and a row of zeros would imply one real root in the
RHP and one real root of the same magnitude in
the LHP.
– In addition to answering yes-no questions
concerning absolute stability, the Routh criterion is
often useful in developing design guidelines
helpful in making trade-off choices among system
physical parameters.
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Nyquist Stability Criterion
• The advantages of the Nyquist stability criterion over
the Routh criterion are:
– It uses the open-loop transfer function, i.e.,
(B/E)(s), to determine the number, not the
numerical values, of the unstable roots of the
closed-loop system characteristic equation. The
Routh criterion requires the closed-loop system
characteristic equation to determine the same
information.
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– If some components are modeled experimentally
using frequency response measurements, these
measurements can be used directly in the Nyquist
criterion. The Routh criterion would first require the
fitting of some analytical transfer function to the
experimental data. This involves extra work and
reduces accuracy since curve fitting procedures are
never accurate.
– Being a frequency response method, the Nyquist
criterion handles dead times without approximation
since the frequency response of a dead time
element, τdt, is exactly known, i.e., the Laplace
transfer function of a dead time element is e −τdt s , with
an amplitude ratio = 1.0 and a phase angle = - ωτdt.
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– In addition to answering the question of absolute
stability, Nyquist also gives some useful results on
relative stability, i.e., gain margin and phase
margin. Furthermore, the graphical plot used,
keeps the effects of individual pieces of hardware
more apparent (Routh tends to &quot;scramble them
up&quot;) making needed design changes more
obvious.
• While a mathematical proof of the Nyquist stability
criterion is available, here we focus on its application
and first give a simple explanation of its plausibility.
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Feedback Control System
Block Diagram
Plausibility Demonstration for the Nyquist Stability Criterion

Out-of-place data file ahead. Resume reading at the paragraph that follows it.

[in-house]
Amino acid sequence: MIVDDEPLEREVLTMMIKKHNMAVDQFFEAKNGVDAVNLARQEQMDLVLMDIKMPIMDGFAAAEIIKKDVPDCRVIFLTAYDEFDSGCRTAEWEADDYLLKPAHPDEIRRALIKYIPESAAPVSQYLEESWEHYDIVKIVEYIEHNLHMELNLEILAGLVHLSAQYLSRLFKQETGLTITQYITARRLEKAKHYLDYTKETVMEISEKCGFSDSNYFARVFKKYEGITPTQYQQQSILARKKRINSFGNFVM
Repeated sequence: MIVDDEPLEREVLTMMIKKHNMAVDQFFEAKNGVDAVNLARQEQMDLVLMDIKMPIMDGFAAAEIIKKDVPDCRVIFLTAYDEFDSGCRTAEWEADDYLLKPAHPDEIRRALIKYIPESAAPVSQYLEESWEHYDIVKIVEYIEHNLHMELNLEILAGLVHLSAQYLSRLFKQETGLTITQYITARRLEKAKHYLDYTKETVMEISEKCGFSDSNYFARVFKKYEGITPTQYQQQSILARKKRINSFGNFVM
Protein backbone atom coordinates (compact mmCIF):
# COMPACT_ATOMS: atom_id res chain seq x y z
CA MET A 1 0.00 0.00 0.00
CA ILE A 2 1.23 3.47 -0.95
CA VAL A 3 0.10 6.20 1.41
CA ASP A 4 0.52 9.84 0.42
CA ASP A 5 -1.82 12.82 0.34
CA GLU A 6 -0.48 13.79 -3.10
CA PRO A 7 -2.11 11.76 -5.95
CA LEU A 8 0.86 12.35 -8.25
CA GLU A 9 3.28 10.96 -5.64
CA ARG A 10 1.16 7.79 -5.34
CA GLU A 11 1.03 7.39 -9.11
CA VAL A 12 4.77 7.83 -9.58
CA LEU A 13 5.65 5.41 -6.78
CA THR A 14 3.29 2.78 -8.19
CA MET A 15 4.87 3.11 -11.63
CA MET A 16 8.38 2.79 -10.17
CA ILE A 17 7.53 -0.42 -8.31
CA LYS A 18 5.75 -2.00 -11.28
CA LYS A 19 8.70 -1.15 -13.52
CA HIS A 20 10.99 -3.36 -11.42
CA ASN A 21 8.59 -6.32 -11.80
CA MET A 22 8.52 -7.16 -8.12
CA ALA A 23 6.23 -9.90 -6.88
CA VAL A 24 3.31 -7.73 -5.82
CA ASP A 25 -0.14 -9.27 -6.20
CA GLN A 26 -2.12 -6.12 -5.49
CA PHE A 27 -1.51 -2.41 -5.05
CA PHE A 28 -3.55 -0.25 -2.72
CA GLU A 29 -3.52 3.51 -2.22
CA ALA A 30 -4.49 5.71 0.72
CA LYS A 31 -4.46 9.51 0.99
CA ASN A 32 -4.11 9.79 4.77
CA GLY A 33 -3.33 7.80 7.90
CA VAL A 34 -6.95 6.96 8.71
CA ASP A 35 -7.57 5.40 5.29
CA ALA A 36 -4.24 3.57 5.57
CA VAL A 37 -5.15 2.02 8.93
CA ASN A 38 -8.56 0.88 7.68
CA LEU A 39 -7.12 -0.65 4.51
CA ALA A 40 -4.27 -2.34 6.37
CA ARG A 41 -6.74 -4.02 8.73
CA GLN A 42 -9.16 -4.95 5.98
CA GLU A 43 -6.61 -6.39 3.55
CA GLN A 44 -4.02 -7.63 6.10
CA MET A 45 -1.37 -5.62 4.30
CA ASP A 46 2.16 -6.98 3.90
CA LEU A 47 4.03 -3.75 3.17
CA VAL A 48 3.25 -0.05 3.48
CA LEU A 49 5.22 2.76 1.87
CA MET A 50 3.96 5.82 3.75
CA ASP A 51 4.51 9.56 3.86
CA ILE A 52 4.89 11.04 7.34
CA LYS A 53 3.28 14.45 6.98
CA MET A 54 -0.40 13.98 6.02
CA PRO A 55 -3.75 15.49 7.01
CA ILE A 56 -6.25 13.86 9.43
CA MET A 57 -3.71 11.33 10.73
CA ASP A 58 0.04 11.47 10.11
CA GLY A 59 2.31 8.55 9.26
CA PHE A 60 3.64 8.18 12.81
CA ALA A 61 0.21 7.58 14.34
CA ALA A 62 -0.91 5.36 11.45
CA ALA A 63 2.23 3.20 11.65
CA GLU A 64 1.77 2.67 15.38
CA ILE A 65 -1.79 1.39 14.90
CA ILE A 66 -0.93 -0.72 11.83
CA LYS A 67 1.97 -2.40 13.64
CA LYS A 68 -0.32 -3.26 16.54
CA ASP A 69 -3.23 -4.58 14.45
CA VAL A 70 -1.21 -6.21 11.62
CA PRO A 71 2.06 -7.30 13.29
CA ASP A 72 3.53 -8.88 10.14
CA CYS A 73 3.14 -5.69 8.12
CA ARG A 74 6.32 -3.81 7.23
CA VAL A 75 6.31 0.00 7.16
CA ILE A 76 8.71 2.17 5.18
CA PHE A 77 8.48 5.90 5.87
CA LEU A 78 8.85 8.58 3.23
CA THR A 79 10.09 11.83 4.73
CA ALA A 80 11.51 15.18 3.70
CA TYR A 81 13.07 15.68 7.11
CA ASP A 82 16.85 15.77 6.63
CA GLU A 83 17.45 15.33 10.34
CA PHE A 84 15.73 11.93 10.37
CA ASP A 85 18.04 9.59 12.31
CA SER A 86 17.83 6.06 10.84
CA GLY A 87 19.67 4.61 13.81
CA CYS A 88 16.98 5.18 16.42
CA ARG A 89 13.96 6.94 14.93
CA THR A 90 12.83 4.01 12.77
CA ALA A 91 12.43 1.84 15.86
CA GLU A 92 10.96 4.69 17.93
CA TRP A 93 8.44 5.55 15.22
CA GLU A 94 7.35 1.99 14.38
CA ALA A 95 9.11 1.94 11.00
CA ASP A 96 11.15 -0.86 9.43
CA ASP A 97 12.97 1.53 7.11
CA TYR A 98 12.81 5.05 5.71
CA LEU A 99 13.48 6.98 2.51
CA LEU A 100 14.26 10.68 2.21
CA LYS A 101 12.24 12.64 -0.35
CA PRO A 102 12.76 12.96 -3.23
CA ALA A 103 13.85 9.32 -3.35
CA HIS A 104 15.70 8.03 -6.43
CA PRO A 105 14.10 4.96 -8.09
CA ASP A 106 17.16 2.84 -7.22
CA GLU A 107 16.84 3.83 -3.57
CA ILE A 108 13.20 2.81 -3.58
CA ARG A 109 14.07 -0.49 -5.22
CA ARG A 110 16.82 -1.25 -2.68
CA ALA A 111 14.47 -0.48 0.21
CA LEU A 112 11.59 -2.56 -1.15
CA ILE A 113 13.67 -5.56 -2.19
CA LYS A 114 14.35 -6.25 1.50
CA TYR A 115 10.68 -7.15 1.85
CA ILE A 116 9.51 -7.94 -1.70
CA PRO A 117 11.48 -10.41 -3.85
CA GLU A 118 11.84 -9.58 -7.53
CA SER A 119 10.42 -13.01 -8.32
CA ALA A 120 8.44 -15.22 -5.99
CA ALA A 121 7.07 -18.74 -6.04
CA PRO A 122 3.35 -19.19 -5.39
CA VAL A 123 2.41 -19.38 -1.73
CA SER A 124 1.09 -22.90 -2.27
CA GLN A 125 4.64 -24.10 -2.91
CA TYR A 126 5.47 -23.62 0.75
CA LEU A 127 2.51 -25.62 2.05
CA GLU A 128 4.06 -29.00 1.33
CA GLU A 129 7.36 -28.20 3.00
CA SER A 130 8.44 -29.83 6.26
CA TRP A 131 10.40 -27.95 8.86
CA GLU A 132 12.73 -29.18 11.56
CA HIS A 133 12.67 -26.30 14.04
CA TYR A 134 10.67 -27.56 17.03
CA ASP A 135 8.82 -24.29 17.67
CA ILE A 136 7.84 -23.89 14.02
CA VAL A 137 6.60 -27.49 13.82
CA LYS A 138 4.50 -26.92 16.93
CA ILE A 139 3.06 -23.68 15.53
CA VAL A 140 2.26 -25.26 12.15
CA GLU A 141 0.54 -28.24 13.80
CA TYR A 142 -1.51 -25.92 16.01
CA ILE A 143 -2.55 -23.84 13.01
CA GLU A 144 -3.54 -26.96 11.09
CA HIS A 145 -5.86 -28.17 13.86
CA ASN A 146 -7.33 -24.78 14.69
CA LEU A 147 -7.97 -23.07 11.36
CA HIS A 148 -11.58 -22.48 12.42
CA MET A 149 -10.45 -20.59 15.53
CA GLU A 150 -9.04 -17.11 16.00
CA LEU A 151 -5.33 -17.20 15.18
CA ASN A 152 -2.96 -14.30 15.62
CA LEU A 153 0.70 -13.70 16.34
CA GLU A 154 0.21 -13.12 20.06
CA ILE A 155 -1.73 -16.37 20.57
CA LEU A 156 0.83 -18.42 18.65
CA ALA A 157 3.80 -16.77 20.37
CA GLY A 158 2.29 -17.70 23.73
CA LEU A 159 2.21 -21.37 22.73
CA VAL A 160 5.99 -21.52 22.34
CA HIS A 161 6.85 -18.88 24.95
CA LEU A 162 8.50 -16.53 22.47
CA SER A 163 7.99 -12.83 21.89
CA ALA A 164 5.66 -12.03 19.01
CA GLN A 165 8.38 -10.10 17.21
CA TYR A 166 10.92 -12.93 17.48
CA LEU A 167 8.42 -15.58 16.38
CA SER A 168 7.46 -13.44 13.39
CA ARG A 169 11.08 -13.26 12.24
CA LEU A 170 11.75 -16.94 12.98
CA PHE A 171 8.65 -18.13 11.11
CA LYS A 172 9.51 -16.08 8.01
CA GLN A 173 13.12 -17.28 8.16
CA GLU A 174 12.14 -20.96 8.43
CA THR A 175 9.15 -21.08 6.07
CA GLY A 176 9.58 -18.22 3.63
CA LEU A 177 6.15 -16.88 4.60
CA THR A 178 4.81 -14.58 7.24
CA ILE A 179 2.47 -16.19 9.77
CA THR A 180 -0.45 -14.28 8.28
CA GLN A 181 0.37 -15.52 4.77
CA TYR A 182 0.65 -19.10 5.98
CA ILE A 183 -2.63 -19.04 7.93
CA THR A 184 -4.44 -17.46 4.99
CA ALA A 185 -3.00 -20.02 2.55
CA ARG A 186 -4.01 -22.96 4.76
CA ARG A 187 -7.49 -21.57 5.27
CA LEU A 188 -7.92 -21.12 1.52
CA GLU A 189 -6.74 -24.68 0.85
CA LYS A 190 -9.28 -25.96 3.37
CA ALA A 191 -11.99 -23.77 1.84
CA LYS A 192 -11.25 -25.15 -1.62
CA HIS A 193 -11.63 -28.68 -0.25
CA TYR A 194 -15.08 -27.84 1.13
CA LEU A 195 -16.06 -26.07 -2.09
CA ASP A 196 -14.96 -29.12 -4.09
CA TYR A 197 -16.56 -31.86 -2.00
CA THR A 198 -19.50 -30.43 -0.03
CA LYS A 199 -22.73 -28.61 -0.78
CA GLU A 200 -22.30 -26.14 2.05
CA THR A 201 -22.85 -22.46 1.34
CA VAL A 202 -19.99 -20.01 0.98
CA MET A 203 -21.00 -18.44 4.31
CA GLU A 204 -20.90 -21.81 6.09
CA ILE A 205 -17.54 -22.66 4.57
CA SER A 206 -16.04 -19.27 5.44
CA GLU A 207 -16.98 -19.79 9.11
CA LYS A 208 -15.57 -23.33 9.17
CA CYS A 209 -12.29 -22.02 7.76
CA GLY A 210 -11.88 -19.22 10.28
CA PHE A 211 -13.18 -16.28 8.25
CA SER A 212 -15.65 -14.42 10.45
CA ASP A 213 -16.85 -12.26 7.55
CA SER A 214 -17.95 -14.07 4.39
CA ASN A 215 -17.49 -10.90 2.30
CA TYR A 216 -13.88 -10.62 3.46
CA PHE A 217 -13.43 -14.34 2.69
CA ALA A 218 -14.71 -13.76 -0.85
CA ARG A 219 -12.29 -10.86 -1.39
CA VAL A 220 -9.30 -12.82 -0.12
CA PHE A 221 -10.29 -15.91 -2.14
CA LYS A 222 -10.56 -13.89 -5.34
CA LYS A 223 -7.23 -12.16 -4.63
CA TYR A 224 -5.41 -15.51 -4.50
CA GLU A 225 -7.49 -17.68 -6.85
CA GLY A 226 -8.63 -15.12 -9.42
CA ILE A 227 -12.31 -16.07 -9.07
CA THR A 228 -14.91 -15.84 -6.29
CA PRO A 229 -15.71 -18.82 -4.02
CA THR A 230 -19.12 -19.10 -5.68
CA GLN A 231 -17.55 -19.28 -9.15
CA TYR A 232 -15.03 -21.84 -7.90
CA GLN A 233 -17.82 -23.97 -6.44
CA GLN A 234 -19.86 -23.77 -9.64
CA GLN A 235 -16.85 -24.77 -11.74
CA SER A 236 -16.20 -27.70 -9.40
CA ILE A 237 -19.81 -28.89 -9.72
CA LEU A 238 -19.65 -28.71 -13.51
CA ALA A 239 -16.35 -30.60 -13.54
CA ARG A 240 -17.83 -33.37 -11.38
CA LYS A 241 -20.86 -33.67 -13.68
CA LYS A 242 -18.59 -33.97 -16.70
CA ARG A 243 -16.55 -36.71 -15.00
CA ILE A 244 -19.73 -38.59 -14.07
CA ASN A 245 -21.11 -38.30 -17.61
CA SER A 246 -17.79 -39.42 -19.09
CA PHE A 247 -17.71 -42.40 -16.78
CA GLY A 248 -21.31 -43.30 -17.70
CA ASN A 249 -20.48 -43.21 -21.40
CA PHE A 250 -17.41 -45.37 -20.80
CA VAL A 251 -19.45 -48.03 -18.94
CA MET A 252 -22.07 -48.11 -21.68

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– Consider a sinusoidal input to the open-loop
configuration. Suppose that at some frequency,
(B/E)(iω) = -1 = 1 ∠ 180&deg;. If we would then close
the loop, the signal -B would now be exactly the
same as the original excitation sine wave E and
an external source for E would no longer be
required. The closed-loop system would maintain
a steady self-excited oscillation of fixed amplitude,
i.e., marginal stability.
– It thus appears that if the open-loop curve
(B/E)(iω) for any system passes through the -1
point, then the closed-loop system will be
marginally stable.
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–
However, the plausibility argument does not make
clear what happens if curve does not go exactly
through -1. The complete answer requires a rigorous
proof and results in a criterion that gives exactly the
same type of answer as the Routh Criterion, i.e., the
number of unstable closed-loop roots.
– Instead, we state a step-by-step procedure for the
Nyquist criterion.
1. Make a polar plot of (B/E)(iω) for 0 ≤ ω &lt; ∞ , either
analytically or by experimental test for an existing
system. Although negative ω's have no physical
meaning, the mathematical criterion requires that we
plot (B/E)(-iω) on the same graph. Fortunately this is
easy since (B/E)(-iω) is just a reflection about the real
(horizontal) axis of (B/E)(+iω).
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B
( iω) = G1G 2 H ( iω)
E
Polar Plot of Open-Loop
Frequency Response
Simplified Version of
Nyquist Stability Criterion
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Examples
of
Polar Plots
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2. If (B/E)(iω) has no terms (iω)k, i.e., integrators,
as multiplying factors in its denominator, the plot
of (B/E)(iω) for -∞ &lt; ω &lt; ∞ results in a closed
curve. If (B/E)(iω) has (iω)k as a multiplying
factor in its denominator, the plots for +ω and -ω
will go off the paper as ω → 0 and we will not get
a single closed curve. The rule for closing such
plots says to connect the &quot;tail&quot; of the curve at ω
→ 0− to the tail at ω → 0+ by drawing k clockwise
semicircles of &quot;infinite&quot; radius. Application of this
rule will always result in a single closed curve so
that one can start at the ω = -∞ point and trace
completely around the curve toward ω = 0- and ω
= 0+ and finally to ω = +∞, which will always be
the same point (the origin) at which we started
with ω = -∞.
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3. We must next find the number Np of poles of
G1G2H(s) that are in the right half of the complex
plane. This will almost always be zero since these
poles are the roots of the characteristic equation of
the open-loop system and open-loop systems are
rarely unstable. If the open-loop poles are not